Public TV Premieres Mining Legacy Documentary

Public TV 13 will premiere the documentary Copper, Iron and Gold: Upper Michigan’s Legacy which covers the early days of mining in the Upper Peninsula. It will be broadcast at at 8 p.m. Monday, Dec. 5, and repeated at 7:30 p.m. Saturday, Dec. 10, and noon on Monday, Dec. 12.

"We traveled from Copper Harbor to Ironwood to Sault Ste. Marie, capturing memories from communities built by mining," said Sonya Chrisman (WNMU-TV), the show’s producer. “While conducting  interviews with historians and the descendents of the early miners, we discovered a common theme: places in the U.P. exist because of the rich mining heritage.”

Russell Magnaghi (History) has written various books on the subject, and was interviewed for the documentary. Nicole Walton (WNMU-FM) provided the narration. Several NMU students also assisted with the project.

Copper, Iron and Gold: Upper Michigan's Legacy is based on writings by five regional authors. Using historic photos from the late 1800s, vintage footage from the National Archives and the Ford Motor Co., period newspaper articles and reenactments, it tells the story of a human legacy that's more precious than the minerals mined. Public TV 13's camera also captured reenactments from the Old Victoria Restoration Site near Rockland, and from Fort Wilkins State Park north of Copper Harbor.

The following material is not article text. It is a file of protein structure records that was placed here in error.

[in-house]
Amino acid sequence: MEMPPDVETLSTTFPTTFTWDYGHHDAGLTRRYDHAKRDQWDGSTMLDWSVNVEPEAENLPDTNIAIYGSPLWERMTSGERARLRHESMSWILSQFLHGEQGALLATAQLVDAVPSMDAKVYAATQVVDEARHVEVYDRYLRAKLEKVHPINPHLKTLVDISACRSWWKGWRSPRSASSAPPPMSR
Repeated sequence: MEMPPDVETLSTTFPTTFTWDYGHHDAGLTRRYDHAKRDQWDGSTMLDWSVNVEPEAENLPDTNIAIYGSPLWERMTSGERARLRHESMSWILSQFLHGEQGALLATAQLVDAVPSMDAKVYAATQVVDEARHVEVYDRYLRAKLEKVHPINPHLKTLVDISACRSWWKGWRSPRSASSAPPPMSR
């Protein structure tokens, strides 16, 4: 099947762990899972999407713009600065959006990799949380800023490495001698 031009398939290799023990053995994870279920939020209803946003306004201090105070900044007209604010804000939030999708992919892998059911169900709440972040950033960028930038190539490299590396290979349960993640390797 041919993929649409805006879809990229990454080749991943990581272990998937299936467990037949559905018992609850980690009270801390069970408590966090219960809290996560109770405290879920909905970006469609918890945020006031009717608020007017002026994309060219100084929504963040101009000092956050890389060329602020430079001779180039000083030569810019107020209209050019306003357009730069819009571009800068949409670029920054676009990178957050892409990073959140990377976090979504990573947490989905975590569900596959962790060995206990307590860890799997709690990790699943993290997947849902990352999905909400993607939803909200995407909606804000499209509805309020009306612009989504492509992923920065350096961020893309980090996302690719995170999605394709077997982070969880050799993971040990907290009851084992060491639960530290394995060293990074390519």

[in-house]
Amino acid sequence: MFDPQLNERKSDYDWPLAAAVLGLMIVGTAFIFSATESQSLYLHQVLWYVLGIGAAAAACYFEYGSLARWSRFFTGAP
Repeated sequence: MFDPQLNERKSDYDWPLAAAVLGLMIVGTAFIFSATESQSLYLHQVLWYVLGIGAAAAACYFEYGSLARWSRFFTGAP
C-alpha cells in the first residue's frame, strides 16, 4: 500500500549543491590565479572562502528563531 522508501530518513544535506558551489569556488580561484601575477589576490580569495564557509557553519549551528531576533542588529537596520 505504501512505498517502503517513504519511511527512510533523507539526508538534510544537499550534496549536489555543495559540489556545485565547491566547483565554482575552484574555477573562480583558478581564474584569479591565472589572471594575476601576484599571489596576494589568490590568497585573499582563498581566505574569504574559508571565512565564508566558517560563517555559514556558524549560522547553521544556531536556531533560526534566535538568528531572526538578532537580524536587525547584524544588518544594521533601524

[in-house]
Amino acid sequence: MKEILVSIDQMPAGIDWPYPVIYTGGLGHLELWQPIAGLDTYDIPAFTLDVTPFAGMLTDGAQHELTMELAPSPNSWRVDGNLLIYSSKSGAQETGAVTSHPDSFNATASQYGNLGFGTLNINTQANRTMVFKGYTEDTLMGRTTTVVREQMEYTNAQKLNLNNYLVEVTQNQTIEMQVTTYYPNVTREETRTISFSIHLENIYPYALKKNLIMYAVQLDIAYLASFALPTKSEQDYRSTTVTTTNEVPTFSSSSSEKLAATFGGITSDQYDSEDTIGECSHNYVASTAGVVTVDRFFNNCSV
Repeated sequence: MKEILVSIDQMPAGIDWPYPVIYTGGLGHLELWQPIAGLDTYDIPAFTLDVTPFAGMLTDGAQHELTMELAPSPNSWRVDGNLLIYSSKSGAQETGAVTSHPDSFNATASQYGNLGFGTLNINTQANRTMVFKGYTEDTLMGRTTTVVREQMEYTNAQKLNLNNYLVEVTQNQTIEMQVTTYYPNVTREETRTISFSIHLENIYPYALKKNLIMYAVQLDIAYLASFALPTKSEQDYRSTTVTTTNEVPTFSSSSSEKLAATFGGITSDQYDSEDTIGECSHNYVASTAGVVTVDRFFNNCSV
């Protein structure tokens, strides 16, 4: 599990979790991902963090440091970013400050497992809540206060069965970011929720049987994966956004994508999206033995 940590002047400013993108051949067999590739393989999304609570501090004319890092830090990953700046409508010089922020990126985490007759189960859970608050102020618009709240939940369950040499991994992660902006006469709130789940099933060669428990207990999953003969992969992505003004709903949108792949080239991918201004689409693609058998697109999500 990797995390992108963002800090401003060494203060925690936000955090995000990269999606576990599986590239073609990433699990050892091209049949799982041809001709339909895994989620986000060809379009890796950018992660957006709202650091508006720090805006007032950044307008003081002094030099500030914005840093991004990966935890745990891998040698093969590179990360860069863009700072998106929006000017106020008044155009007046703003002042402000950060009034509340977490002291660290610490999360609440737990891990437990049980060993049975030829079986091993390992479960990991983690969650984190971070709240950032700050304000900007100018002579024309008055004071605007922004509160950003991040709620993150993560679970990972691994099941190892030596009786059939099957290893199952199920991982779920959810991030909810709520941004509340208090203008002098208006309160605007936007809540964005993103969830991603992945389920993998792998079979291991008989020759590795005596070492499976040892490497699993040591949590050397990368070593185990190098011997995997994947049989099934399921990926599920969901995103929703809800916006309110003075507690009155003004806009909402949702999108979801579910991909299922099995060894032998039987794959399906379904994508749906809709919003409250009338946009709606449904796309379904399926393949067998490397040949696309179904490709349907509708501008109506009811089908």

The soundtrack features the musical talents of White Water, a family band from Amasa. This is the fifth documentary
produced by Chrisman. Her other programs include Northern at 100: A Century of Memories, Barnes-Hecker: Memories of a Misfortune, One Room, Many Stories: Schoolhouse Memories, and Lumberjack Life: U.P. Days of Yore.


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Updated: December 1, 2005

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